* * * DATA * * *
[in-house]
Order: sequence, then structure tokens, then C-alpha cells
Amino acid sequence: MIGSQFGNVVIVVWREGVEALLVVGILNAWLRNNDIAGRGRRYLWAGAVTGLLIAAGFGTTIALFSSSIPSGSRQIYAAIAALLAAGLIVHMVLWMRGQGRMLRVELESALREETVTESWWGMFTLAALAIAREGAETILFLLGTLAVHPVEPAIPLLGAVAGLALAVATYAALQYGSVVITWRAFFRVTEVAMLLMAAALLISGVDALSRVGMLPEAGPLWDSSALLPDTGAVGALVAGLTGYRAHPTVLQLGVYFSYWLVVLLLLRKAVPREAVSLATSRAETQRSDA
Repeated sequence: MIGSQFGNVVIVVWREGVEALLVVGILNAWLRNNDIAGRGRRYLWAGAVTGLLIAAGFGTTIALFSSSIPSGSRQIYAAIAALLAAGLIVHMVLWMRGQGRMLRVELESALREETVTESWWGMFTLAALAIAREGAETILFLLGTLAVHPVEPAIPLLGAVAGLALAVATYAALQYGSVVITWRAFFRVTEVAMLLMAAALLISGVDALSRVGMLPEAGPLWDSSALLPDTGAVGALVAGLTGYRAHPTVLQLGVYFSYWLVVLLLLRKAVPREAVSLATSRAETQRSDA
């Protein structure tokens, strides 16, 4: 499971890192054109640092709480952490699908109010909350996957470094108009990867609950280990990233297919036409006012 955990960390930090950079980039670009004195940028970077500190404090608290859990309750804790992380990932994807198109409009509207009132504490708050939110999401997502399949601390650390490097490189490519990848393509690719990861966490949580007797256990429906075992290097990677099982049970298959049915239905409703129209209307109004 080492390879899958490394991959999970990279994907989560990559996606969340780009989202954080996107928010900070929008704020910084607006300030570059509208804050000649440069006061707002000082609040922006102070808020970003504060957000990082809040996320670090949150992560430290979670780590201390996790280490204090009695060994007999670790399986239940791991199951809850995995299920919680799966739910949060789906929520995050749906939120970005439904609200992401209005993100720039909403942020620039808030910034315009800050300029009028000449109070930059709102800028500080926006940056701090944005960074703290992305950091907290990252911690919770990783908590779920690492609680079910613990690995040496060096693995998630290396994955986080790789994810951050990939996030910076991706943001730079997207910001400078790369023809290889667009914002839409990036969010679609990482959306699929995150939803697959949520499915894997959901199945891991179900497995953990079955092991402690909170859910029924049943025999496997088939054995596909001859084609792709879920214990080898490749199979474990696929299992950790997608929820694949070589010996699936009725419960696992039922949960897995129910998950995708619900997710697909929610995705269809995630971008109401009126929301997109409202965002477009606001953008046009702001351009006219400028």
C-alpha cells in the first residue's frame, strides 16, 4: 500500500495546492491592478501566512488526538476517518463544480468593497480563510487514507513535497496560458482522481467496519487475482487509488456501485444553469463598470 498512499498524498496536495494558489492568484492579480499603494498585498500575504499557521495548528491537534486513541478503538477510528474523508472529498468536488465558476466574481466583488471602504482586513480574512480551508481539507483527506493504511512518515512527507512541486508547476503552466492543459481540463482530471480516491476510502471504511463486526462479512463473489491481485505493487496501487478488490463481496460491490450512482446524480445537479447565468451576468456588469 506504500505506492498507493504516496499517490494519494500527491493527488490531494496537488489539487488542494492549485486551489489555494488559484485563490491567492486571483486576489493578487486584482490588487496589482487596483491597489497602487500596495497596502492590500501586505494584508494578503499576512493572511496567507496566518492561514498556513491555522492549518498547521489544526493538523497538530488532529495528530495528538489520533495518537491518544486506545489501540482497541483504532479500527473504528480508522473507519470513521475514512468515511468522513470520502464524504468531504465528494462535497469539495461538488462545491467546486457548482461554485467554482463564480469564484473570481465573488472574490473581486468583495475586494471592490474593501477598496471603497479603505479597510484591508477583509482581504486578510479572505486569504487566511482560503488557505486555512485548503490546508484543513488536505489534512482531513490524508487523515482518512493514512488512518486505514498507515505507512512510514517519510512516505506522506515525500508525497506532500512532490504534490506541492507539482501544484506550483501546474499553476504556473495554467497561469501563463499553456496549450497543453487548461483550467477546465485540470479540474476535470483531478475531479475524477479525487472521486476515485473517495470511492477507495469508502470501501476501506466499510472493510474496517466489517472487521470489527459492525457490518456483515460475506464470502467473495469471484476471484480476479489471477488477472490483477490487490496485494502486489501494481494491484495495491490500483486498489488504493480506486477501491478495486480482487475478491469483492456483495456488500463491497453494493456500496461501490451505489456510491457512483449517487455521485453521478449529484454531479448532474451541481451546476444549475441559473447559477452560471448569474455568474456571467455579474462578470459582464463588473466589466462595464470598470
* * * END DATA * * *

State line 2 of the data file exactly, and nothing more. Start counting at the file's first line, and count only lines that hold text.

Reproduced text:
Order: sequence, then structure tokens, then C-alpha cells